sudo chown -R tux:tux /volumes/letsencrypt/ /volumes/reverse/private/


After we copied everything in place, we executed the following command to create our containers and start them with the appropriate networks and volumes:

docker-compose up -d --remove-orphans;

We had to increase the timeout as we were getting the following error:

ERROR: for container_a  UnixHTTPConnectionPool(host='localhost', port=None): Read timed out. (read timeout=60)
ERROR: An HTTP request took too long to complete. Retry with --verbose to obtain debug information.
If you encounter this issue regularly because of slow network conditions, consider setting COMPOSE_HTTP_TIMEOUT to a higher value (current value: 60).

Updating the databases and performing any repairs

First, we connected to a terminal of the database container using the following command:

docker exec -it mariadb_c1 /bin/bash;

From there, we executed the following commands:

mysql_upgrade --user=root --password;
mysqlcheck -p -o --all-databases;

Bulk / Batch stopping docker containers

The following commands will help you stop many docker containers simultaneously. Of course, you can change the command stop to another, for example rm or whatever suits your needs.

You need to keep in mind that if you have dependencies between containers, you might need to execute the commands below more than once.

Stop all docker containers.

docker container stop $(docker container ls -q);
#This command creates a list of all containers.
#Using the -q parameter, we only get back the container ID and not all information about them.
#Then it will stop each container one by one.

Stop specific docker containers using a filter on their name.

docker container stop $(docker container ls -q --filter name=_web);
#This command finds all containers that their name contains _web.
#Using the -q parameter, we only get back the container ID and not all information about them.
#Then it will stop each container one by one.

A personal note

Check the system for things you might need to configure, like a crontab or other services.

A script that handles privileges on the docker volumes

To avoid access problems with the various external volumes we created the mysql user and group on the host machine as follows:

sudo groupadd -g 999 mysql;
sudo useradd -u 999 mysql -g mysql;

Then we execute the following to repair ownership issues with our containers. Please note that this script is custom to a particular installation and might not meet your needs.


sudo chown -R www-data:www-data ~/volumes/*;
sudo chown -R bob:bob ~/volumes/letsencrypt/ ~/volumes/reverse/private/;
find ~/volumes/ -maxdepth 2 -type d -name mysql -exec sudo chown -R mysql:mysql '{}' \;;

Cloudflare certificate on tomcat windows server

Use Keytool to Create a New Keystore at your Windows Server

Step 1

At your server, generate the Keystore file using keytool command at your command line window with the following command:

keytool -genkey -alias tomcat -keyalg RSA -keystore your_site_name.keystore -validity 3650

In the command above, your_site_name should be the name of the domain you want to secure with this SSL/TLS certificate.
When prompted for the first and last name, type the Fully Qualified Domain Name (FQDN) for the site you are securing with this certificate (e.g.,,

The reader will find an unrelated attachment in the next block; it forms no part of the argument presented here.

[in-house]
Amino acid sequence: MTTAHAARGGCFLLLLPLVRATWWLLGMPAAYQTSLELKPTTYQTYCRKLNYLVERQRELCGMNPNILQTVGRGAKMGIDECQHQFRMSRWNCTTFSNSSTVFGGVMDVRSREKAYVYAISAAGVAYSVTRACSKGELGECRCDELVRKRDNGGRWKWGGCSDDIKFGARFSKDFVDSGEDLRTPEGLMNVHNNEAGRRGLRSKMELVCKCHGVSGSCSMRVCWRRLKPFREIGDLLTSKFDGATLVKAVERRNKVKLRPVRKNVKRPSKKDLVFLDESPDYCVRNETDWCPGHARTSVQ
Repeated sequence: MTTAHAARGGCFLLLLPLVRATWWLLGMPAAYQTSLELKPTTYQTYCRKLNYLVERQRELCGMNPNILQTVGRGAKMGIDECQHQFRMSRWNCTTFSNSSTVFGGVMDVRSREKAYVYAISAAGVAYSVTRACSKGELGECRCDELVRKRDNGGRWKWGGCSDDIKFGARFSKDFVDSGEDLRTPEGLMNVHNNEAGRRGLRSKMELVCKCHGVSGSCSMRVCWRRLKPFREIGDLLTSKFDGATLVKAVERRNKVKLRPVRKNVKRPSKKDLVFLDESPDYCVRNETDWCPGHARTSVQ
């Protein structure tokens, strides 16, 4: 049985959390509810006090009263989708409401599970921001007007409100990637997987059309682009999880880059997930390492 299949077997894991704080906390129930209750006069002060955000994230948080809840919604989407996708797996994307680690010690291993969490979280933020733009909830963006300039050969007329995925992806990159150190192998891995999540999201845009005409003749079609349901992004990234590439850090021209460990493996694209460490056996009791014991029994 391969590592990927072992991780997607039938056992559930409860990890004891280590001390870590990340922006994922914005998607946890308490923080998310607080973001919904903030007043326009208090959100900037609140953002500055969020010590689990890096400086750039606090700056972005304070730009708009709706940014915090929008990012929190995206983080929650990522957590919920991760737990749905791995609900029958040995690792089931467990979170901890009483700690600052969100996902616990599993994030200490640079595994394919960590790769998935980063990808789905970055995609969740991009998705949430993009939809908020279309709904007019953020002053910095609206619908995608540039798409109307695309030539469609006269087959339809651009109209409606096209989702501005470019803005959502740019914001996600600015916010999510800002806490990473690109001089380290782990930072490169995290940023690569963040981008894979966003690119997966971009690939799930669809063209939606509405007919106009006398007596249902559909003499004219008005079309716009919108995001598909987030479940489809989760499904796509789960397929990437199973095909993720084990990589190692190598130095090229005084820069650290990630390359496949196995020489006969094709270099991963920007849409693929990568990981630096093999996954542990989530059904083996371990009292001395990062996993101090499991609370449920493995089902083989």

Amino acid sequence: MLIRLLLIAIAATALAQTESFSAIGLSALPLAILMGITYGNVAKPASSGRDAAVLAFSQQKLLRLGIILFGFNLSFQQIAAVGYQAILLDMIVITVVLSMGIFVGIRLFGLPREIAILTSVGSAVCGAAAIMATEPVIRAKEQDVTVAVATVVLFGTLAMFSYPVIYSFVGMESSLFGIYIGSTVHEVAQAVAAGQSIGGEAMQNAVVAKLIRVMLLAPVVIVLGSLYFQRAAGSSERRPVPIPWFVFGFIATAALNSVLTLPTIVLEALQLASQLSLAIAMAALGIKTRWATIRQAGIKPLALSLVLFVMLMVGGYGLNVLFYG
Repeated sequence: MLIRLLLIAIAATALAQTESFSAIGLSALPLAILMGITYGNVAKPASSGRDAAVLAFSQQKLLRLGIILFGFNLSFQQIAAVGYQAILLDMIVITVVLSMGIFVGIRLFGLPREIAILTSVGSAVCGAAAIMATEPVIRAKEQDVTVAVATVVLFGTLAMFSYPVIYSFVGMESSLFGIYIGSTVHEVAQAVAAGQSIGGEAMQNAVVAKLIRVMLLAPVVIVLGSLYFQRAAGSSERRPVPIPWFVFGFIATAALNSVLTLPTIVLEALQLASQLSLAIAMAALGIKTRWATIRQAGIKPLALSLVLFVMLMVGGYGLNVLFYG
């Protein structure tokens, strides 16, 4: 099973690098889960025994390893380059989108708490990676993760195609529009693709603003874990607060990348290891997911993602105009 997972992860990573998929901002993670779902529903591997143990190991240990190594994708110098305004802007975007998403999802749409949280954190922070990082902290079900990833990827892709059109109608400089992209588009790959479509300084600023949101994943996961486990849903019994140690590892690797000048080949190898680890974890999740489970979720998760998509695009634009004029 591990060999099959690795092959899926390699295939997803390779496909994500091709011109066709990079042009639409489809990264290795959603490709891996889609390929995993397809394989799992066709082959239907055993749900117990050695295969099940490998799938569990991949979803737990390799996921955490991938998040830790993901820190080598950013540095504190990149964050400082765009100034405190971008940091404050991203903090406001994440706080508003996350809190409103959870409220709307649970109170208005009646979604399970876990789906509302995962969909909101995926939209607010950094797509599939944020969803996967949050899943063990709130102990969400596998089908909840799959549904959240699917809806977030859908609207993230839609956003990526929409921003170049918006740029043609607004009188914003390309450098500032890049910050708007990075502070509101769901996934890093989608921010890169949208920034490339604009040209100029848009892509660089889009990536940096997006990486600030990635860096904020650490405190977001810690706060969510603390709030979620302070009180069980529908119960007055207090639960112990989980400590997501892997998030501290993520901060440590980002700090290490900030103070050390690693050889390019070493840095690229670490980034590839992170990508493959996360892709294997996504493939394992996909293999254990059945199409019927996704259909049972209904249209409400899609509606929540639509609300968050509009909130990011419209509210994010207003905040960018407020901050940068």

Step 2

Generate a Certificate Signing Request (CSR) from your New Keystore using the keytool command:

keytool -certreq -alias tomcat -file certreq.csr -keystore your_site_name.keystore -keysize 2048

When prompted, enter the password you created earlier (when you created your new Keystore).
In your current directory, certreq.csr now contains your CSR.

Create the certificate from Cloudflare using the certificate request that you created from your Windows Server

Step 3

Open your Cloudflare account, select your domain, open the SSL/TLS tab and click on Origin Server to create the certificate

Step 4

Select the option I have my own private key and CSR where you will Copy-Paste the certificate you saved on the txt file from your Windows Server (certreq.csr), fill in the hostnames, select the expiration years, and press Create

Step 5

Copy-Paste in PKCS#7 key format the certificate in a text file and save the file

Import Cloudflare Origin CA root certificate at your Windows server

Step 6

Copy the Cloudflare Origin CA — RSA Root certificate from the Cloudflare website, save to a file and transfer it to your Windows Server.
Filename: origin_ca_rsa_root.pem

Step 7

Import the root certificate into your Keystore file.

keytool -import -alias root -keystore your_site_name.keystore -trustcacerts -file origin_ca_rsa_root.pem

Add the public certificate from Cloudflare to your Windows Server

Step 8

Copy the file with the PKCS#7 certificate from Cloudflare at your Windows Server

Step 9

Run the following command to import the public certificate at your Keystore

keytool -import -alias tomcat -keystore your_site_name.keystore -file your_site_name.p7b

You should get a confirmation that the “Certificate reply was installed in Keystore.”

Use the newly created server origin certificate from Cloudflare for your website.

Step 10

Find your Tomcat server configuration (server.xml file), make the following changes at your Connector, and save the file.

<Connector executor="tomcatThreadPool" port="443" protocol="HTTP/1.1" SSLEnabled="true"
maxThreads="150" scheme="https" secure="true"
clientAuth="false" sslProtocol="TLS" keystoreFile="C:\Program Files\SysAidServer\ keystore your_site_name.keystore" keystorePass="XXXXXXXXXXXXXX" />

Step 11

Restart the Tomcat service